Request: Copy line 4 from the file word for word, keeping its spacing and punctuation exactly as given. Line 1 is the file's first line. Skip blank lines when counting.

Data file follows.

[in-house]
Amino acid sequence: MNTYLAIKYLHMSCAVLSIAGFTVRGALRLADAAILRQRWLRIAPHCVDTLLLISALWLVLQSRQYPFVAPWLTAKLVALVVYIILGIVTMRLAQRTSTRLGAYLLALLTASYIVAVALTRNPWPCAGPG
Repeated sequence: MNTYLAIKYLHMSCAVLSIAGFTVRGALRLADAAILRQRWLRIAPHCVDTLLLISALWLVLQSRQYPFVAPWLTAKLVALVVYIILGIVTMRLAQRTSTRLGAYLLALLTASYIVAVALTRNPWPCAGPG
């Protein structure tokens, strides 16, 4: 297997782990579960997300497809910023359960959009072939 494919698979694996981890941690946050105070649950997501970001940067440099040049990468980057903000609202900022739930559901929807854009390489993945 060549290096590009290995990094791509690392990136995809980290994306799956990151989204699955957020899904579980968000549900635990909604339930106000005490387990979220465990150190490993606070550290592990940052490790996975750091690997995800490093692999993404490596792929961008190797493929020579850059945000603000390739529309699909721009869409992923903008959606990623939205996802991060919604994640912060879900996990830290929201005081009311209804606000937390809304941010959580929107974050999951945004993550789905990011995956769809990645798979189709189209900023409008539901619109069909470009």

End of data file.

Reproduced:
């Protein structure tokens, strides 16, 4: 297997782990579960997300497809910023359960959009072939 494919698979694996981890941690946050105070649950997501970001940067440099040049990468980057903000609202900022739930559901929807854009390489993945 060549290096590009290995990094791509690392990136995809980290994306799956990151989204699955957020899904579980968000549900635990909604339930106000005490387990979220465990150190490993606070550290592990940052490790996975750091690997995800490093692999993404490596792929961008190797493929020579850059945000603000390739529309699909721009869409992923903008959606990623939205996802991060919604994640912060879900996990830290929201005081009311209804606000937390809304941010959580929107974050999951945004993550789905990011995956769809990645798979189709189209900023409008539901619109069909470009």